Globe and Mail parliamentary reporter Jane Taber reports this week that “After days and days of endless queries around the transfers of prisoners by Canadian soldiers, opposition interest is dwindling.” It appears that the Liberal poll-chasers have learned of similarly dwindling interest among the public, with only 22 per cent of respondents declaring that they were following the torture story.
So it would seem that for all the public gnashing of teeth over Harper’s highly questionable prorogation of Parliament, the manoeuvre has worked. The Conservatives may not have experienced the “Olympic bounce” they were hoping for, but the passage of time helped them to tap into the deep well of outrage-fatigue from which we all drink.
When the news everyday overflows with injustice, today the alleged complicity of Canadian mining companies in the murder of Mexican activists, yesterday the brutal siege of Gaza and the ongoing seizure of Palestinian lands, it’s hard to maintain an appropriate level of anger at any particular crime.
But the transfer of Afghan prisoners into the hands of torturers stands out, or ought to stand out, against a solid background of bad news for a number of reasons. The first is that we are all involved. Canada is a democracy, the people own the government, and whatever that government does, the pride and shame belong to all of us.
Much like our government, Canadians either knew, or should have known long ago, that we were placing our troops in danger of committing war crimes in Afghanistan. Up until 2005 we had them transferring prisoners into the terrible maw of the US gulag to be tortured and humiliated in Bagram, Abu Ghraib, and Guantanamo. After that we began handing them to the NDS, Afghanistan’s notorious secret police.
Another thing that makes the detainee scandal of particular significance is the overwhelming evidence that the Conservative government has been hiding the facts. They blocked parliamentary committees from hearing evidence on the subject. They tainted anyone raising the issue with the idiotic slander that they were Taliban sympathizers. They tried to defame whistle-blowing diplomat Richard Colvin.
They have withheld potentially damaging documents, and they shut down Parliament to avoid a vote on a public inquiry. Now, Parliament has applied its constitutional prerogative to demand the documents, the Conservatives are stalling for time by asking a retired judge to ponder the question: To what extend can the sitting government defy the constitution? (Answer: None whatsoever, but by the time he tells them that we’re all supposed to have forgotten the question.)
This scandal that Canadians have begun to shove to the back of their minds took on a new dimension last week when University of Ottawa law professor Amir Attaran explained what exactly the Conservatives are trying to cover up. Attaran has been doggedly pursuing the paper trail the government has been trying to withhold, and has found evidence that “Canada partnered deliberately with the torturers in Afghanistan for the interrogation of detainees ... so that they could be interrogated using harsher methods.”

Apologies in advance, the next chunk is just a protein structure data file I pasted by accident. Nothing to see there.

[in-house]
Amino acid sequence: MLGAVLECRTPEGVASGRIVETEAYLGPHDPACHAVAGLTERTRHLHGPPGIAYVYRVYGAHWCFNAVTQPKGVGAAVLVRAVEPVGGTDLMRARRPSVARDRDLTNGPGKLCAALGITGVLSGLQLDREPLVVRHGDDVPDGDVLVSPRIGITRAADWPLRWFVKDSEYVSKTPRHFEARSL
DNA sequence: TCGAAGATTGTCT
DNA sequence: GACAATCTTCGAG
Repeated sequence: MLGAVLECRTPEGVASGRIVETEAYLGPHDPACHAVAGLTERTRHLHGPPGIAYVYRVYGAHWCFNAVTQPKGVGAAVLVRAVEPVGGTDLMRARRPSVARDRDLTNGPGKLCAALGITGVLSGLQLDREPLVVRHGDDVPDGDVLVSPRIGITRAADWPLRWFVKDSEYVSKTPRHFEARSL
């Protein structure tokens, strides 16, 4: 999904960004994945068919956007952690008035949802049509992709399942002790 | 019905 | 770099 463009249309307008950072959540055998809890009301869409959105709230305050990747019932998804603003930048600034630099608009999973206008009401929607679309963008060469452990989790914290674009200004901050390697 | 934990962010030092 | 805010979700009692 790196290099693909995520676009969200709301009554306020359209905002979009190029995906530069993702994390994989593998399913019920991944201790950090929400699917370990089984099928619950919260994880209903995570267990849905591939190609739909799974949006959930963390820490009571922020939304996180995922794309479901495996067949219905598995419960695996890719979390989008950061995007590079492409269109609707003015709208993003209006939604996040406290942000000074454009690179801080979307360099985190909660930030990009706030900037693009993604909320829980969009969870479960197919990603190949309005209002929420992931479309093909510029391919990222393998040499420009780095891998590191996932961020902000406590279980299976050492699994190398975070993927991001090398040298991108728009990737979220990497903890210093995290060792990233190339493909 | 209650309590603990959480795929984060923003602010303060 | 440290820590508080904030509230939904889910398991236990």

There are degrees of culpability, and even though it’s a clear violation of international law to hand prisoners over to the likelihood of torture, it’s a great deal worse to hand them over for the purpose of torture. If that is what Canada has done, or is doing, then Canada is long overdue for a purge of its political, diplomatic, and military leadership.
In what looks like a panicked response to Attaran’s allegations, this Thursday the government tabled a pile of documents that have been redacted to the point of absurdity, while dispensing with the customary practice of providing copies for the opposition parties. They could not have expressed their contempt for Parliament more clearly had the entire Conservative caucus stood up and thumbed their noses at the members opposite.
But if there is a single reason that Canadians should not let the detainee transfer scandal slip quietly from sight, it is that the transfer of prisoners is still going on, and in all likelihood, so is the torture described by Colvin: “beatings, whipping with power cables, and the use of electricity ... sleep deprivation, use of temperature extremes, use of knives and open flames, and sexual abuse, that is, rape.”
Last week, Paul Champ, counsel for Amnesty International Canada and the BC Civil Liberties Association, told a parliamentary committee, “Our concern is that there still remains a risk of torture in Afghanistan with respect to detainees captured by Canadian forces and handed over to Afghan authorities ... We have no reason to believe that the situation has improved in Afghan prisons. We have no evidence of that.”
If Canadian troops are still knowingly sending prisoners to be beaten, whipped, electrocuted, and raped, then they and their leaders are guilty of war crimes. If we as citizens and voters let the torture continue because we got bored with the story, we are the guiltiest of all.
Al Pope won the 2002 Ma Murray Award for Best Columnist in BC/Yukon. His novel, Bad Latitudes, is available in bookstores.